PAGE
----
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My Dry Goods

Now that COVID has brought a temporary end to my local teaching and national lecturing profession of fifty years, I realize both how fortunate my choice of profession was and how odd this career would have seemed to me during my undergraduate days. For when I was a college senior in 1970 and selecting a future profession, professing as a professor was not an option I had seriously considered.

Actually, during that year I had been accepted to law school at the University of Virginia and had assumed that I would become a lawyer. My father had won a scholarship to law school when he graduated from college in 1933, but because of the depression the funding was cancelled; he went into the hosiery and sportswear business “temporarily” for the next forty years. He made a fine living by owning the Midwestern Hosiery Company, but it was his son who was going to be the belated law school graduate.

All this changed, however, when I won a Woodrow Wilson Fellowship during my senior year. It was a fantastic opportunity since it would pay everything for all five years of my graduate career at UCLA. The only stipulation was that the recipient had to be in a graduate program directed toward eventual college teaching.

My undergraduate major had been — of course — English, and suddenly it was no longer Pre-Law English but, rather, English All By Its Lonesome Self! This abrupt career change took some getting used to in my family. On both my mother’s and father’s side, I descended from a long line of owners of what used to be called "dry-goods" stores. As one of my relatives aptly phrased it: “Our family has been in dry goods ever since the first good was dried.” Somehow, deciding on a career in English Literature seemed exotic and rather bizarre. “But, Elliot,” my Aunt Anna reminded me, “You know you can’t open up an English store.”

My experience working at my father’s hosiery store during the summer vacations in high school and college had convinced me that I would not regret choosing a different path. Not that I had had a typical retail-sales experience. You can’t expect professional behavior when you call the boss ‘Dad.’ My father was a most lenient employer of his son. My summer hours at work were basically from when I felt like coming in (9:30 always seemed congenial) until I either grew seriously bored or Dad ran out of energy thinking up busy work for me to do.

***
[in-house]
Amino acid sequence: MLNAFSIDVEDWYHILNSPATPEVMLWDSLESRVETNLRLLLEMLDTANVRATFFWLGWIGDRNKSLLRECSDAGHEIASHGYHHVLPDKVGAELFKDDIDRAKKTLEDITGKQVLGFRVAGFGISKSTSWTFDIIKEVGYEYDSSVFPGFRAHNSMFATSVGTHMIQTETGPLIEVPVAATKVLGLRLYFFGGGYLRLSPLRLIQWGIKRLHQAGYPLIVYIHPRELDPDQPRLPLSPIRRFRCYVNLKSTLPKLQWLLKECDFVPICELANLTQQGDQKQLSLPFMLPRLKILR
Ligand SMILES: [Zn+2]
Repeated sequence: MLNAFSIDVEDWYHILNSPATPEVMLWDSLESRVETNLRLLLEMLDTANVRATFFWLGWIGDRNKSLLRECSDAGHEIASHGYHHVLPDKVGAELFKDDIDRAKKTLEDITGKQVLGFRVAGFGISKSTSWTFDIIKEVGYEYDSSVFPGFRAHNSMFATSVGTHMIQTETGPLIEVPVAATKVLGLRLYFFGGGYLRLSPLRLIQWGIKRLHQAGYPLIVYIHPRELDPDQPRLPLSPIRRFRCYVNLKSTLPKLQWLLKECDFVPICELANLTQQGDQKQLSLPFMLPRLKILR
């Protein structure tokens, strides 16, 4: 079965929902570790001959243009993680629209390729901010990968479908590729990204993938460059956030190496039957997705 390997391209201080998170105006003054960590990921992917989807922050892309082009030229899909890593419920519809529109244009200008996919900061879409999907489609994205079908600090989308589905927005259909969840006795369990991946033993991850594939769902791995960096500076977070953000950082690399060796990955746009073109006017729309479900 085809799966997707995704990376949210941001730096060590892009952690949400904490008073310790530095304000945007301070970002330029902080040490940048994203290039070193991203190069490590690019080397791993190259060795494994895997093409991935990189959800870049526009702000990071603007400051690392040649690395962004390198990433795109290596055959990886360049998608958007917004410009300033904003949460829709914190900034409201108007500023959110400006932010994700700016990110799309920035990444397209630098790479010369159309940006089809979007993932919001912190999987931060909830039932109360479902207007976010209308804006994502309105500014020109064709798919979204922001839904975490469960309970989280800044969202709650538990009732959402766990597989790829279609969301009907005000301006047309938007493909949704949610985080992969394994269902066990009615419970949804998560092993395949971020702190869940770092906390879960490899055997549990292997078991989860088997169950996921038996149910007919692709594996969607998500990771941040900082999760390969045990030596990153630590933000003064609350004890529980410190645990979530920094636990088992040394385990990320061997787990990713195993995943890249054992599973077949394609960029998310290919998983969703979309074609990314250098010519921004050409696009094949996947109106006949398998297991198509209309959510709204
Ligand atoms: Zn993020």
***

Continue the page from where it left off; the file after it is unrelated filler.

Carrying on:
But I do believe that my love of literature, which is based on the love for vocabulary, character, and imagination, was shaped during those few hours a day that I spent at my father’s business. My grandmother was a woman who had come to America from Russia when she was in her teens and who had helped run a very successful dry-goods business without the benefit of a high school education, let alone an M.B.A. She had always said, “You stand behind a counter, you learn life.” The flow of humanity that came through the doors of Midwestern Hosiery Company was my own version of the Canterbury pilgrims, each with a unique Tale to tell me. And I listened.

Although I’ve chosen a career which is seemingly quite different from sales, I’ve discovered that in reality my teacher’s apple has not fallen far from my family tree. Many years ago, I was sharing my upbringing with some students I taught in a seminar on the novels of Dickens. I had just mentioned to the class that my teaching career had broken a family tradition of dry-goods sales. Mary, a very witty student in the back of the room, raised her hand to disagree.

“Wouldn’t you say,” she began, “that you’ve devoted your career to selling your students on the virtues of Charles Dickens?” I admitted that this was true.

“Well,” she added, “Some of the Dickens novels we’re studying are about as dry as anything I’ve ever read. So it looks to me like you’ve become the ultimate dry-goods salesman.”

I need to tell Aunt Anna that my English store has been open for business ever since.

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